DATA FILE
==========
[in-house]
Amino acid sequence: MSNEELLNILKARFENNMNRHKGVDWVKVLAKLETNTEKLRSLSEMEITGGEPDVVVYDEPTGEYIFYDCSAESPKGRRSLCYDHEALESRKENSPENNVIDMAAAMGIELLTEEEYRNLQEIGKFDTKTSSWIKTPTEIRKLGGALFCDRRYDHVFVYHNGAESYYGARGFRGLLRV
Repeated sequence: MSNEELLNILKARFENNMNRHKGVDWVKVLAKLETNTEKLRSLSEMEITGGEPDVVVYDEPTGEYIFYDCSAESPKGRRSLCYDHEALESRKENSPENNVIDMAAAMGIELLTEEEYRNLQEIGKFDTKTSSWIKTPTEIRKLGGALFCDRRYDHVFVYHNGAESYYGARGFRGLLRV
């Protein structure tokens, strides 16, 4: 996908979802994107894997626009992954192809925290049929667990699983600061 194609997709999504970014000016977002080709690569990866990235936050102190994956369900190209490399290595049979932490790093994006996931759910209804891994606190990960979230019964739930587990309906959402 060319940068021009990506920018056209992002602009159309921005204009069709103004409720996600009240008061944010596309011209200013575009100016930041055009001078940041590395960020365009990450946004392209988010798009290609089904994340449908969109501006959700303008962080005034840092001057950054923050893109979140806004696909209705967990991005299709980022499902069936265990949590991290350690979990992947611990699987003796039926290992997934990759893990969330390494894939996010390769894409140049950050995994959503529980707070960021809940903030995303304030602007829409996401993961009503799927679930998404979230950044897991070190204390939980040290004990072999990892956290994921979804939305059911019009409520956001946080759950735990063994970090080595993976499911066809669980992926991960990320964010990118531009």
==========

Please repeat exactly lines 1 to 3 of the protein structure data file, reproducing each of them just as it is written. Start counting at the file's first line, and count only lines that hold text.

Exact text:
[in-house]
Amino acid sequence: MSNEELLNILKARFENNMNRHKGVDWVKVLAKLETNTEKLRSLSEMEITGGEPDVVVYDEPTGEYIFYDCSAESPKGRRSLCYDHEALESRKENSPENNVIDMAAAMGIELLTEEEYRNLQEIGKFDTKTSSWIKTPTEIRKLGGALFCDRRYDHVFVYHNGAESYYGARGFRGLLRV
Repeated sequence: MSNEELLNILKARFENNMNRHKGVDWVKVLAKLETNTEKLRSLSEMEITGGEPDVVVYDEPTGEYIFYDCSAESPKGRRSLCYDHEALESRKENSPENNVIDMAAAMGIELLTEEEYRNLQEIGKFDTKTSSWIKTPTEIRKLGGALFCDRRYDHVFVYHNGAESYYGARGFRGLLRV